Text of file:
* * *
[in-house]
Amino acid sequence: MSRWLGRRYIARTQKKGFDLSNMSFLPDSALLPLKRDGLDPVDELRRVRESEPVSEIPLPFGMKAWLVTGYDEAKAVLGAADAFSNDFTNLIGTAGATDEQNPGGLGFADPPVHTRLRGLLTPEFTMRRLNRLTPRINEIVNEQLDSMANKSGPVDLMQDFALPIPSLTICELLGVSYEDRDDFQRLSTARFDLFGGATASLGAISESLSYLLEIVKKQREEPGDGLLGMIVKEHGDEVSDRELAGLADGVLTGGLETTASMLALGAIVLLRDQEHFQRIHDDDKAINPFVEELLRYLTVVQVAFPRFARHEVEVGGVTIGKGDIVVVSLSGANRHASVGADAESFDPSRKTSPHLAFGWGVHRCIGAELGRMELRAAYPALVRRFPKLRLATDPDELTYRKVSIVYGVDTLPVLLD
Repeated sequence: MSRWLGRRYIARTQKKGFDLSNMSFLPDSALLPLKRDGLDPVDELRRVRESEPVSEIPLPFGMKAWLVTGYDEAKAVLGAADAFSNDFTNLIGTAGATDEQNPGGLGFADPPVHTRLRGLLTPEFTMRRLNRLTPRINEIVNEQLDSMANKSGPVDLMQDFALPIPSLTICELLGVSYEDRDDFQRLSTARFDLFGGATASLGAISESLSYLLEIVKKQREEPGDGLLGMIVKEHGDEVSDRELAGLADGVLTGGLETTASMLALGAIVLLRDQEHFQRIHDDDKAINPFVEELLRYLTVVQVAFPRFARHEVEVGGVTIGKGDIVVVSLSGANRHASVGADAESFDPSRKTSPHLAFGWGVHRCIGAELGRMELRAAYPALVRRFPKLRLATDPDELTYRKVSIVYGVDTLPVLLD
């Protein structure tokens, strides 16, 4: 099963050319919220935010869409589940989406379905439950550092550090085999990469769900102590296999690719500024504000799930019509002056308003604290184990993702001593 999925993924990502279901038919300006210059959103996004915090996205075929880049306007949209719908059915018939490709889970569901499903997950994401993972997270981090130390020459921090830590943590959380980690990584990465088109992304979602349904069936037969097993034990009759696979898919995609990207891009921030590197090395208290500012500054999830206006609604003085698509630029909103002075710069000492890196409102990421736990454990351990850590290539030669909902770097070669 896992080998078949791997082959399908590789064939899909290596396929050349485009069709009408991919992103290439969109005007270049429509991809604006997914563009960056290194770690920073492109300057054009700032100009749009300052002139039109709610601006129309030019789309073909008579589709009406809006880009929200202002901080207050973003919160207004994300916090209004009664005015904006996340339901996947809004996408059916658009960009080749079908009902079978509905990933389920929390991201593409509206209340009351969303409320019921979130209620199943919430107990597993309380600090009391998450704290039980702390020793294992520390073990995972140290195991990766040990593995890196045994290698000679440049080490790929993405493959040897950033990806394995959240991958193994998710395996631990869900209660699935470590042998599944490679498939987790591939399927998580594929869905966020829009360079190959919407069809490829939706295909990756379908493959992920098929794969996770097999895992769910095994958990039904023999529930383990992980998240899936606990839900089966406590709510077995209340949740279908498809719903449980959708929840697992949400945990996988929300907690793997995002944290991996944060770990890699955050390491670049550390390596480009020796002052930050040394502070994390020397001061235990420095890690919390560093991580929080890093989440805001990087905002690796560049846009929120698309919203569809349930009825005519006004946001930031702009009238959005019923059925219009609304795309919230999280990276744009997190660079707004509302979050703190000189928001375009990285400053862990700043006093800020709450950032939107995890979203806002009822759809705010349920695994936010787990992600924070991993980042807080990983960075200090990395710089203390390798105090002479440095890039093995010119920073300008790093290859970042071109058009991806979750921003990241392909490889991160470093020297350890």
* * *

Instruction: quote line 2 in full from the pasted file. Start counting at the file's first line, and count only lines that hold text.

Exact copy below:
Amino acid sequence: MSRWLGRRYIARTQKKGFDLSNMSFLPDSALLPLKRDGLDPVDELRRVRESEPVSEIPLPFGMKAWLVTGYDEAKAVLGAADAFSNDFTNLIGTAGATDEQNPGGLGFADPPVHTRLRGLLTPEFTMRRLNRLTPRINEIVNEQLDSMANKSGPVDLMQDFALPIPSLTICELLGVSYEDRDDFQRLSTARFDLFGGATASLGAISESLSYLLEIVKKQREEPGDGLLGMIVKEHGDEVSDRELAGLADGVLTGGLETTASMLALGAIVLLRDQEHFQRIHDDDKAINPFVEELLRYLTVVQVAFPRFARHEVEVGGVTIGKGDIVVVSLSGANRHASVGADAESFDPSRKTSPHLAFGWGVHRCIGAELGRMELRAAYPALVRRFPKLRLATDPDELTYRKVSIVYGVDTLPVLLD